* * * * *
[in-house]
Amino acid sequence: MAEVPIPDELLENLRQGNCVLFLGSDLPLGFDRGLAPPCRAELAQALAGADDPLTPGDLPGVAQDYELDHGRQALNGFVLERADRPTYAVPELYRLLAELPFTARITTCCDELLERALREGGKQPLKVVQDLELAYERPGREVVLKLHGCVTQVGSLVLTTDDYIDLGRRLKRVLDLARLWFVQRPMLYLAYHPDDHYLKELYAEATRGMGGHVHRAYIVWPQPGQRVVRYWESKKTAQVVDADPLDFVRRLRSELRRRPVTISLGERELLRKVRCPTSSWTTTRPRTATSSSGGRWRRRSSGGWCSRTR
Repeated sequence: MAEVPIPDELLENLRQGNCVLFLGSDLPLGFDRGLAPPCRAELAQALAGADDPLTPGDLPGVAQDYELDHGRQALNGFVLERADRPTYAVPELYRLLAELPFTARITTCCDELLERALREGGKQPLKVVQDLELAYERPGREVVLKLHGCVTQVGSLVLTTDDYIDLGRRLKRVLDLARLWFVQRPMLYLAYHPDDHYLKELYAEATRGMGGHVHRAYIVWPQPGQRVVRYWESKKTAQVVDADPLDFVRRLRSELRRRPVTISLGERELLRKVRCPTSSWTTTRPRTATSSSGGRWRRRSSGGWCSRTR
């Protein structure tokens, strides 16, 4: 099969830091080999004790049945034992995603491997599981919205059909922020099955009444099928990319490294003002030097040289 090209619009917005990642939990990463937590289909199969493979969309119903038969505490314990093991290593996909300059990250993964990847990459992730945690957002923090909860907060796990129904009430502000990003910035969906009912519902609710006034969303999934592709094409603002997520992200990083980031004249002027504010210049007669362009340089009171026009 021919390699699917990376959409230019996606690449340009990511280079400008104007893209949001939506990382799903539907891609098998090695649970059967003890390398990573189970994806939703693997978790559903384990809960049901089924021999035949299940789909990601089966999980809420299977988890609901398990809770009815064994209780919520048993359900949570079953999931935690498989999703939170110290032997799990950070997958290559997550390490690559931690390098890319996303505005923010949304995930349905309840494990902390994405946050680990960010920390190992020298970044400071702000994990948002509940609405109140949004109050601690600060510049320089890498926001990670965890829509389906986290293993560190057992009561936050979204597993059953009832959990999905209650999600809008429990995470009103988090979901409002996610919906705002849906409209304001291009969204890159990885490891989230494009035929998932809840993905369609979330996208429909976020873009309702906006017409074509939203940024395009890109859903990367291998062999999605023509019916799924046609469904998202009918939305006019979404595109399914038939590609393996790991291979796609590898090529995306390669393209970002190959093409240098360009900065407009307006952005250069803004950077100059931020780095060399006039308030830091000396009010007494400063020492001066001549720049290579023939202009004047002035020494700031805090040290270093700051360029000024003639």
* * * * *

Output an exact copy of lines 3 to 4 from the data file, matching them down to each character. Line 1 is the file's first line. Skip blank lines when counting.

Repeated sequence: MAEVPIPDELLENLRQGNCVLFLGSDLPLGFDRGLAPPCRAELAQALAGADDPLTPGDLPGVAQDYELDHGRQALNGFVLERADRPTYAVPELYRLLAELPFTARITTCCDELLERALREGGKQPLKVVQDLELAYERPGREVVLKLHGCVTQVGSLVLTTDDYIDLGRRLKRVLDLARLWFVQRPMLYLAYHPDDHYLKELYAEATRGMGGHVHRAYIVWPQPGQRVVRYWESKKTAQVVDADPLDFVRRLRSELRRRPVTISLGERELLRKVRCPTSSWTTTRPRTATSSSGGRWRRRSSGGWCSRTR
């Protein structure tokens, strides 16, 4: 099969830091080999004790049945034992995603491997599981919205059909922020099955009444099928990319490294003002030097040289 090209619009917005990642939990990463937590289909199969493979969309119903038969505490314990093991290593996909300059990250993964990847990459992730945690957002923090909860907060796990129904009430502000990003910035969906009912519902609710006034969303999934592709094409603002997520992200990083980031004249002027504010210049007669362009340089009171026009 021919390699699917990376959409230019996606690449340009990511280079400008104007893209949001939506990382799903539907891609098998090695649970059967003890390398990573189970994806939703693997978790559903384990809960049901089924021999035949299940789909990601089966999980809420299977988890609901398990809770009815064994209780919520048993359900949570079953999931935690498989999703939170110290032997799990950070997958290559997550390490690559931690390098890319996303505005923010949304995930349905309840494990902390994405946050680990960010920390190992020298970044400071702000994990948002509940609405109140949004109050601690600060510049320089890498926001990670965890829509389906986290293993560190057992009561936050979204597993059953009832959990999905209650999600809008429990995470009103988090979901409002996610919906705002849906409209304001291009969204890159990885490891989230494009035929998932809840993905369609979330996208429909976020873009309702906006017409074509939203940024395009890109859903990367291998062999999605023509019916799924046609469904998202009918939305006019979404595109399914038939590609393996790991291979796609590898090529995306390669393209970002190959093409240098360009900065407009307006952005250069803004950077100059931020780095060399006039308030830091000396009010007494400063020492001066001549720049290579023939202009004047002035020494700031805090040290270093700051360029000024003639």